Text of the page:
Storywise it’s very typical video-game fare with catastrophe after catastrophe leading to you needing to fix things/save people/ explore a new area. Everything that can go wrong does, and it starts getting comedic the way the same accidents start happening. I’m not sure if it was intentional or not. Some players might be put off by the twee presentation of the game but it fits the world well and this is far from a children’s game. It’s suprisingly serious and there’s a lot at stake every time you start playing so here’s hoping the marketing department actually gets to play it before they start trying to sell it to soon-to-be beyond frustrated children.
The big issue is with the length of the day. You never really get the feeling you can explore to your heart’s content because you’re constantly aware of that timer ticking down. There’s not long for each day (about 15 minutes) and there’s a lot to accomplish with no sign of how long you’re expect to spend there. Was it a good idea to just clear the way to the boss but have to retreat from fighting him to save as many Pikmin as possible? Or was it a completely wasted day that means I now no longer have enough fruit to complete the game? There’s no way to tell and that’s a horrible feeling. Some will relish the challenge I’m sure, but the world is so vibrant and interesting I wish there was a ‘casual’ mode for people who just want to enjoy the story and make sure they collect every single thing.
At the end of each day you’re required to take all your Pikmin back to the onion to keep them safe, and each trip becomes some kind of nightmare, with random Pikmin suddenly appearing lost, a big counter counting down to their doom, and geometry insistent on obstructing you wherever possible. I found myself doing objectives for the first half of each day, then hurrying back to the ship for fear of not getting back on time. It hamstrings the fun somewhat and is a real shame in what is otherwise an awesome game.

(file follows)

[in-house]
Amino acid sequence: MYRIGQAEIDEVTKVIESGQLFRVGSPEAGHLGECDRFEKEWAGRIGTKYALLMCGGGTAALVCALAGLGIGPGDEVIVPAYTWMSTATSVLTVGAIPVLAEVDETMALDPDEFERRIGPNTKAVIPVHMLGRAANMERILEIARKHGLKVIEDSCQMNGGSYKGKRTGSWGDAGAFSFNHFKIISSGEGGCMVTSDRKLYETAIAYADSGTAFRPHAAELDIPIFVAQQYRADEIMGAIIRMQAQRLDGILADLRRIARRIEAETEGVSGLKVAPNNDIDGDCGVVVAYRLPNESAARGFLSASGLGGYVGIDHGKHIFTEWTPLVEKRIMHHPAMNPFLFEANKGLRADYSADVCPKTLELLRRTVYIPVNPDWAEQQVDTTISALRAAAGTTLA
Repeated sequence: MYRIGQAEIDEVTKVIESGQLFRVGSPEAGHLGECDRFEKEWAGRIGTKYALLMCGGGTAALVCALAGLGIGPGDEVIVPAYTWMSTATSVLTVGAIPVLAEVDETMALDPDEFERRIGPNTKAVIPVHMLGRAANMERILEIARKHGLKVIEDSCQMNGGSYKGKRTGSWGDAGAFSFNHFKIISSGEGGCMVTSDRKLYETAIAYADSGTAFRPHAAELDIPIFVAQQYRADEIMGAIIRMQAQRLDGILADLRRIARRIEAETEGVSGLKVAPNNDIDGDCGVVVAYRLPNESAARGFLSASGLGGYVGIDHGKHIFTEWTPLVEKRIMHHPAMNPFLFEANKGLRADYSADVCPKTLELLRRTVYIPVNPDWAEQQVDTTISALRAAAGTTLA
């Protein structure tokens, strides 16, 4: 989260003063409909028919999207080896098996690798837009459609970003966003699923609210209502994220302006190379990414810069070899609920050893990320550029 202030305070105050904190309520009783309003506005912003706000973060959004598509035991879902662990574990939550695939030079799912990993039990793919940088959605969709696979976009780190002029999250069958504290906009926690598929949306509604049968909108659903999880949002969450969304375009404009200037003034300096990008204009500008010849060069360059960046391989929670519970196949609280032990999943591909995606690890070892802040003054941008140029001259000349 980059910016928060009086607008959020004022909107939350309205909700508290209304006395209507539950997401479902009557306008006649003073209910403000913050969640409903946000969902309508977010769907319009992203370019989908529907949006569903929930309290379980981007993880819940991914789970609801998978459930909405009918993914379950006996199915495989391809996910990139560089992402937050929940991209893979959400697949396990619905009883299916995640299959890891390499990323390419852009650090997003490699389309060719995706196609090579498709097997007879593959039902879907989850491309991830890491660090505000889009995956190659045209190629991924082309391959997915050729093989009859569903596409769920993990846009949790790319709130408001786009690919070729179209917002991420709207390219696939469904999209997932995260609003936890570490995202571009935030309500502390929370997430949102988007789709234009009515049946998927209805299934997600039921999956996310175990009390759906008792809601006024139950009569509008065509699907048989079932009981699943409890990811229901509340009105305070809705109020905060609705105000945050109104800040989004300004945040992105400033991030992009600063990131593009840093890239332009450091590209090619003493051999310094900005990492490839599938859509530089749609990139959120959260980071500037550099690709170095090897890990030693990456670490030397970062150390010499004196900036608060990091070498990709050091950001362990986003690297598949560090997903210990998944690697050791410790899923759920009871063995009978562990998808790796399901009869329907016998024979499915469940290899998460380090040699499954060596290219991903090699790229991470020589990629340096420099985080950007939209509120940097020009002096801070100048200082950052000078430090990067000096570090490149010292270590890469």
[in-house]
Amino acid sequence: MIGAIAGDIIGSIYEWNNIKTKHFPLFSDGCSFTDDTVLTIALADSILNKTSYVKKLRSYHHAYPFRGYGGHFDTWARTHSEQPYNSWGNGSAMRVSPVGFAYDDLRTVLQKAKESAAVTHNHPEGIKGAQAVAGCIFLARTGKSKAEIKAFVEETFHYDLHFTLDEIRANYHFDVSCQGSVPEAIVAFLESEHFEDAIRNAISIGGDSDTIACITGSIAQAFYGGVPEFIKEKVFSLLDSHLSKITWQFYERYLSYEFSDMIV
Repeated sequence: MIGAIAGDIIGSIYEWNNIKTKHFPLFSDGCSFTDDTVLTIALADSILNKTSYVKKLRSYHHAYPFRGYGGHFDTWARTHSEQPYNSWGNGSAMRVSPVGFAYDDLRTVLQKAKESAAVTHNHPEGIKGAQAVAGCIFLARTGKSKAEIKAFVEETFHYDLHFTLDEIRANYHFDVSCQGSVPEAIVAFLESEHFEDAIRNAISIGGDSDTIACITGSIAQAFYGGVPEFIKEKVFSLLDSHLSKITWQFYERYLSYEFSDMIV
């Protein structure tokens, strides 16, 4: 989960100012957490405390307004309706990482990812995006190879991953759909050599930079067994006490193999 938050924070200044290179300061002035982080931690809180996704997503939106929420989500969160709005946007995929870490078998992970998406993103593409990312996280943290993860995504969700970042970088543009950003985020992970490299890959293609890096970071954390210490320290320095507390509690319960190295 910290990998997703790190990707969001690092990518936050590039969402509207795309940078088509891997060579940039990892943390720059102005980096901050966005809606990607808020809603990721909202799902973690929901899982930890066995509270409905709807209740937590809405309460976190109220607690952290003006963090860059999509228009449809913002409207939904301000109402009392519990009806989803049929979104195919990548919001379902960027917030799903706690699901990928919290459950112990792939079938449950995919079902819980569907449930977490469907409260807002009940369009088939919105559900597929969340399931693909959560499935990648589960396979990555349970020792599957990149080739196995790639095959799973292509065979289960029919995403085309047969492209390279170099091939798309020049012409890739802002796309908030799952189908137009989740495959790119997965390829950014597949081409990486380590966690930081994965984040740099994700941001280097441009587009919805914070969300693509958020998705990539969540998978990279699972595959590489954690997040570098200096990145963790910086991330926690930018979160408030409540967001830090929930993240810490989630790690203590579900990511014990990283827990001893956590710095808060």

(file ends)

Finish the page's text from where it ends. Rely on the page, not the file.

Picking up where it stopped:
Over the course of the game you get a few new Pikmin, such as a rock Pikmin that can be hurled to break things (and look incredibly rock-like, which sounds ridiculous until you see them) and winged Pikmin that take all the effort from having to carry things back to base. There’s so many opportunities to get new Pikmin you never really feel in danger of losing them completely, but you’ll still find yourself looking after each and every one, such is their personality and charm.
One of the best features of theWii U is the ability to just play on the gamepad, and Pikmin doesn’t disappoint. At any point in the game you can simply press the minus key and without any fuss whatsoever, the game switches to being just on the Gamepad. It makes it a little trickier as you have to press a button to get the map up (that’s usually just on the Gamepad by default) but it’s a small price to pay for he ability to play Pikmin 3 away from your TV. The game looks possibly even better on the small screen and I found myself playing on the Gamepad more than on the TV, possibly just for the novelty of it.
There’s plenty to do in Pikmin 3, with a lengthy campaign and challenge modes you’re sure to get your money’s worth. My only reservation is that if you’re the type of person who gets annoyed easily or frustrated with puzzle games, maybe give this one a miss.Pikmin 3 is not an easy game, and it’s not a forgiving game. Work hard for it and you’ll be rewarded with a beautiful and unique game, but if you’re after something more relaxing you’ll need to look elsewhere.